London: Britain may be about to welcome its second woman prime minister but female politicians are still far from achieving equality with online abuse, objectification and misogyny plaguing British politics, a leading women’s rights group said.
Interior minister Theresa May is set to become prime minister on July 13, succeeding David Cameron, who announced he was stepping down after Britons unexpectedly voted last month to quit the European Union (EU).
May will become Britain’s first woman prime minister since Margaret Thatcher, after her only rival Andrea Leadsom abruptly terminated her leadership campaign on Monday.
While May’s appointment is a big step forward, achieving true equality for female politicians remains a challenge, Sam Smethers, chief executive of the Fawcett Society, said.
“We’ve got a very long way to go before women in politics are given a fair chance from the outset,” Smethers told the Thomson Reuters Foundation.
Only 29% of Britain’s members of parliament are women. The country ranks 39th in the world for female representation in parliament, behind Rwanda, Bolivia and Cuba, among others.
Smethers said she was disappointed by newspaper reports that focussed on May’s high heels and gender rather than her policies or capability as a prime minister who faces the task of steering Britain’s withdrawal from the EU.
“While they’re all being objectified and undermined and ridiculed in that way, they’re never going to be heard in the same way as men – they’re always going to be battling for their right to be there [in politics],” Smethers said.
The focus on May’s shoes has attracted widespread criticism on social media platforms such as Twitter and Facebook.
Campaigner Laura Bates, who runs the Everyday Sexism website, wrote in an opinion piece: “This kind of meaningless, sexist commentary takes valuable attention away from what we should be concentrating on.”
May is not the only woman politician who has come under sharp scrutiny recently.
Opposition Labour lawmaker Angela Eagle, who was once told to “calm down, dear” by Cameron during a heated exchange in parliament, was also challenged this week.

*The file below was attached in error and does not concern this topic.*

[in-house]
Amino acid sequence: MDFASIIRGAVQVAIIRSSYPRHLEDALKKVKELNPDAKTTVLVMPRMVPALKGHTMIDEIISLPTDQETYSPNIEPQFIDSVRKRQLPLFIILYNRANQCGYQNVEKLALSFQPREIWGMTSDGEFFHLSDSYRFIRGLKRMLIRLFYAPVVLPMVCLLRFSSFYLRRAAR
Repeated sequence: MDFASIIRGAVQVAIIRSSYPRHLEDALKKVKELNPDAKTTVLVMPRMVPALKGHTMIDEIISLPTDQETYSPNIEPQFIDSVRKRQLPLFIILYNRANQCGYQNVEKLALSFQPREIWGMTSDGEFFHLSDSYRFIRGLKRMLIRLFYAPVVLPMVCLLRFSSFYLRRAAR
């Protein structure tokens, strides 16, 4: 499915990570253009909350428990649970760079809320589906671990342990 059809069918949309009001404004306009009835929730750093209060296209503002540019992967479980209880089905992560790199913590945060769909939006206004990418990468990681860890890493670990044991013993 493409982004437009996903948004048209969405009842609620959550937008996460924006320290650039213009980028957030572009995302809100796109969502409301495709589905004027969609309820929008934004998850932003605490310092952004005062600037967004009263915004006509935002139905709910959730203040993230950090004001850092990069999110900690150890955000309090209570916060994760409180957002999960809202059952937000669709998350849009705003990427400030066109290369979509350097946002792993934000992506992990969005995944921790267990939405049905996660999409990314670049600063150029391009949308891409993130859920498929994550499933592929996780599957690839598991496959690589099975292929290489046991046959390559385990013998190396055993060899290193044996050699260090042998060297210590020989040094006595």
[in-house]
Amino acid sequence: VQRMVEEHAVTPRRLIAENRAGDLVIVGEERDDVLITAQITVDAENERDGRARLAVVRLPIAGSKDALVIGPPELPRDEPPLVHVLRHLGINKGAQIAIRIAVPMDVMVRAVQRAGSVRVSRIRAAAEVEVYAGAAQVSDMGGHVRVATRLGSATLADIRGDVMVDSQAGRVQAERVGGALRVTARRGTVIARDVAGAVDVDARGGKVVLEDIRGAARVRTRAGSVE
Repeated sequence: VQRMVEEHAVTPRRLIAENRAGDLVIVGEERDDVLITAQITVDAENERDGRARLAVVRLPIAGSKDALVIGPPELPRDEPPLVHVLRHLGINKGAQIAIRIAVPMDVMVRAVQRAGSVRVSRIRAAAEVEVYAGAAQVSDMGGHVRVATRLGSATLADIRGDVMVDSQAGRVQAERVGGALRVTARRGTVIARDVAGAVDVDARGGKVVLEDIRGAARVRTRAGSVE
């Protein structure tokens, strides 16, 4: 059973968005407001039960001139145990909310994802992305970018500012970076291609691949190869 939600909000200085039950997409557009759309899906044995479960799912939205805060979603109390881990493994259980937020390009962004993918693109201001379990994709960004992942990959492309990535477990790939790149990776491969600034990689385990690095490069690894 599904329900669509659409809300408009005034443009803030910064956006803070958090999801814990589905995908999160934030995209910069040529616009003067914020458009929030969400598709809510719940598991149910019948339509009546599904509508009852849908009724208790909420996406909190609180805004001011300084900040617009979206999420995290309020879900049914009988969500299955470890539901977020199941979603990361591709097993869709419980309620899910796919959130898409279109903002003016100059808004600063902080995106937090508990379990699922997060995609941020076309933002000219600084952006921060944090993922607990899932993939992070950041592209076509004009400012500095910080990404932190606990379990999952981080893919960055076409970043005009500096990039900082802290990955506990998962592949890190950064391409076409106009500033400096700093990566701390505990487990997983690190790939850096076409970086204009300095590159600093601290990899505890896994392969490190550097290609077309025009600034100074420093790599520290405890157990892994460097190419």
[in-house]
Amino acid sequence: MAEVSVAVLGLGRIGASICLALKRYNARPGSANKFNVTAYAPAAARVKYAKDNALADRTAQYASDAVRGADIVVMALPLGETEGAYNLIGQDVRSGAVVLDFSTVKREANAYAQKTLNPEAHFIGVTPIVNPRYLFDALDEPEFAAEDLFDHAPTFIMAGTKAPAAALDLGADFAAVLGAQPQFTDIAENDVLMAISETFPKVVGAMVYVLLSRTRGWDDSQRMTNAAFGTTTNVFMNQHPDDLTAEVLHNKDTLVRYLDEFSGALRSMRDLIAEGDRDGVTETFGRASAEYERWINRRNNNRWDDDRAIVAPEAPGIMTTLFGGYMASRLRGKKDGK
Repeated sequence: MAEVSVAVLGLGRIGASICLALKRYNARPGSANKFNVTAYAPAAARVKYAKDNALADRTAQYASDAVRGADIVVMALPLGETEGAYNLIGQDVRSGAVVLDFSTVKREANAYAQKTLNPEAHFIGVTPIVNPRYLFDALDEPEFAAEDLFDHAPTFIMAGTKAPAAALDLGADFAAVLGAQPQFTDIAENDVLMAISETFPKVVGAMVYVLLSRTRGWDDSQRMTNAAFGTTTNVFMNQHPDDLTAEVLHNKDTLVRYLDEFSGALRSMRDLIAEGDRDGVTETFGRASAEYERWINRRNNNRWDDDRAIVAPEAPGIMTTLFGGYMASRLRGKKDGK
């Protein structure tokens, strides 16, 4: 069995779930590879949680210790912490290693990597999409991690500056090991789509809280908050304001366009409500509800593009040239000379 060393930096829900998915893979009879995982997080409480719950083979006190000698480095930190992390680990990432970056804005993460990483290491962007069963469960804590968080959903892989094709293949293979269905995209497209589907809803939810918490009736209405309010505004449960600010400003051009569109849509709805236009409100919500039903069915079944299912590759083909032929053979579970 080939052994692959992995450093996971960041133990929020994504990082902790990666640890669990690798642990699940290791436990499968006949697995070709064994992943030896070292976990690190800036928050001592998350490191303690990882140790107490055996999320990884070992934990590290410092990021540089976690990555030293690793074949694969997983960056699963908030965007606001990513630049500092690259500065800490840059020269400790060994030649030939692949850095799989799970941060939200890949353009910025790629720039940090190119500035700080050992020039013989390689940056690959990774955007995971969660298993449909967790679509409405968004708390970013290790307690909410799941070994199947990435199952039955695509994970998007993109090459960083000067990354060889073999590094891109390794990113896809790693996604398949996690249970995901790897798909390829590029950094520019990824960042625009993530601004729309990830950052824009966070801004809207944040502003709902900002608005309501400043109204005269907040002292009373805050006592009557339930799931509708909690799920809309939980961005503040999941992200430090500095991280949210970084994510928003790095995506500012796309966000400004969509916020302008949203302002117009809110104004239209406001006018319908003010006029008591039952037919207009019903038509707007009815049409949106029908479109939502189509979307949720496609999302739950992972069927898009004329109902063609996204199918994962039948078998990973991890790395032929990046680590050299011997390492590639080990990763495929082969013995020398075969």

Eagle, who launched a bid on Monday to take over leadership of the Labour party was asked whether she was tough enough for the job after being seen shedding a tear while talking about her rival Jeremy Corbyn.
“Shouldn’t you be able to control those emotions when you’re under great stress?” Eagle was asked by a male journalist.
Smethers said the sexism female politicians face was “completely corroding” British politics, and could potentially prevent many women from becoming politicians.
“We need to have a unified voice where women and men stand up and say they will not tolerate this kind of abuse … We should name misogyny for what it is,” she said.
In the past two years, Scotland and Northern Ireland both elected their first female first ministers.
Scottish National Party leader Nicola Sturgeon was first sworn in in 2014 and re-elected in May 2016, while Democratic Unionist Party’s Arlene Foster became the first female leader of Northern Ireland in January.
If elected, Hillary Clinton will also become the first female US president, joining 18 other female heads of state including Britain, Nepal, Germany and Taiwan.
Being in a position of influence means female leaders must continue to push for women’s rights, close the gender pay gap and tackle domestic violence, Smethers said.
“We should be excited about seeing women there [in leadership] and absolutely it’s worth celebrating. But, in and of itself, it’s not enough,” she said.
“Let’s use the post-Brexit world that we’re in to make sure there’s absolutely no going back on women’s rights.”
(Thomson Reuters Foundation)